German connections


Although the Danish state was no longer able to offer trade at the levels that capital-heavy Sephardic Jews could handle, industrious merchants were still in demand in the late 17th century. Ashkenazi Jews therefore started immigrating to Denmark.

When Fredericia was founded in 1682, the King offered religious freedom to new citizens, in order to boost the city's growth. Several Jewish families moved to Frede-ricia, where they were not charged the usual fee of 1,000 Danish Rigsdaler for a residence permit. Several other cities, such as Nakskov, Horsens, Randers, Ålborg, Fåborg, Assens and Odense, acquired Jewish commun-ities of varying sizes.

Two persons a year

From 1700 to 1780, Jews immigrated to Denmark at an average rate of two Jews per year. The entrance ticket to Danish society was fortune, industriousness and a good reputation. Jews were not admitted to the existing craft guilds before 1788, and were not allowed to own land. They therefore worked in sectors that were so new they had not been monopolised yet, or that were not subject to existing craft or trade regulations. Examples of Jewish professions are: tobacco spinning, garment professions such as cotton printing, finance, and trading in coffee, tea, chocolate, hides and fur, cattle and horses, ribbons and second-hand clothing.
Denmark was no more restrictive than other European countries, but followed the pragmatism of the time: the Jews were an alien element and a separate nation, and could therefore only be allowed into the country if they would be of immediate use. Although Jews were allowed to practise their religion, they had to do it secretly, to avoid public outrage.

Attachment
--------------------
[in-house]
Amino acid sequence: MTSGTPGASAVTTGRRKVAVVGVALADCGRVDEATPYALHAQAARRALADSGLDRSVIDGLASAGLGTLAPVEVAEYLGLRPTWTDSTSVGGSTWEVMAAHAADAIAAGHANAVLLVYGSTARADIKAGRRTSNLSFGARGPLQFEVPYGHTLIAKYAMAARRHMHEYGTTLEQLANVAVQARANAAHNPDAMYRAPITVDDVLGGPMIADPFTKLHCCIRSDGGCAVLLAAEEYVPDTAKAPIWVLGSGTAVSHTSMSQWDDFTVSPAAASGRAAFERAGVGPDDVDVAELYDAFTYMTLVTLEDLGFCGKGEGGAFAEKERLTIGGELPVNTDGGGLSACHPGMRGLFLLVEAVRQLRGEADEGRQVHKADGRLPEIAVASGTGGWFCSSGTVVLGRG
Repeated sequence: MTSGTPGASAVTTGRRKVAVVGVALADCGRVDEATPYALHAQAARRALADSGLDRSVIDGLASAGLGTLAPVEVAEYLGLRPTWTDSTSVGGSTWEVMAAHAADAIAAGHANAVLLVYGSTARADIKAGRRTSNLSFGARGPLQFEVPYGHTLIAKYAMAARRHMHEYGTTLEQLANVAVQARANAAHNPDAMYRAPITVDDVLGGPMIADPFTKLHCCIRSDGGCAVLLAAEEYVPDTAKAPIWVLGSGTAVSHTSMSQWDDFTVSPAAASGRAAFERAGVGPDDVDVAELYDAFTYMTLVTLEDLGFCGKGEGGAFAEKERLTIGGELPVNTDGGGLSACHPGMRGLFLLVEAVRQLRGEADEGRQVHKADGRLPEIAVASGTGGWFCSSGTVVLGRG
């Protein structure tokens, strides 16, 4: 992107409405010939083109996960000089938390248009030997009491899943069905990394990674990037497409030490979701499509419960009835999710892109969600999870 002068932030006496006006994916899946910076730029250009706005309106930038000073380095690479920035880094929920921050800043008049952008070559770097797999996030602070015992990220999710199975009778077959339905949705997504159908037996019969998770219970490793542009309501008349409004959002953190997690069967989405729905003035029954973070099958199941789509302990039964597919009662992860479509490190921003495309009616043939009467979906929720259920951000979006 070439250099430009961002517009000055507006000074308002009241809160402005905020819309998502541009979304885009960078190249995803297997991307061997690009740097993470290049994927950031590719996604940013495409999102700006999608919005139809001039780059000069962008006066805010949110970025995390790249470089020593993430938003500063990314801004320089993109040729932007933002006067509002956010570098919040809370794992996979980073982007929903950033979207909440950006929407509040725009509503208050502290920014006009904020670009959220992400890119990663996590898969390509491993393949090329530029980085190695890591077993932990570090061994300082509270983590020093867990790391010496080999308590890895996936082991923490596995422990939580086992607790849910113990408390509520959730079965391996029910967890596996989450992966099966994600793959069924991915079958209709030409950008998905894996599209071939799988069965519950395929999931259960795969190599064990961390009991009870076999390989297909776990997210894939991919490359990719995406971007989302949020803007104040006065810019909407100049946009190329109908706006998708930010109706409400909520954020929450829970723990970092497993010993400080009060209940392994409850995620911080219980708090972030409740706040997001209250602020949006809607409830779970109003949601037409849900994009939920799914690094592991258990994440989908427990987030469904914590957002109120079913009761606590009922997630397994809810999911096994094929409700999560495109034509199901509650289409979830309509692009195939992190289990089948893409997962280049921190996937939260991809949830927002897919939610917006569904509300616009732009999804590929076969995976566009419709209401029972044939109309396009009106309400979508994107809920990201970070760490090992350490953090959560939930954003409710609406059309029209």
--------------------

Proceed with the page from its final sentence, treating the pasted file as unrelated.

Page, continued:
"Are harmful to the population..."

Prejudices against Jews abounded, and it was held that especially poor Jews "are harmful to the population and encourage thievery and fraud". Danish Jews were also against an influx of poor Jews to Denmark, because they would have to bear the burden, since the state did not give poor relief to Jews. Notwithstanding, at least half of the 380 Jewish families in Copenhagen were poor at the time of the 1787 census.

Space and spaciousness

- an exhibition about Jews in Denmark

The exhibition is a broad story of Jewish life in Denmark and focuses on co-exixstence and indentity through 400 years. Read more...

Openings hours

September - May:
Tuesday - Friday: 13 - 16
Saturday - Sunday: 12 - 17
Monday closed

June - August
Tuesday - Sunday: 10-17
Monday closed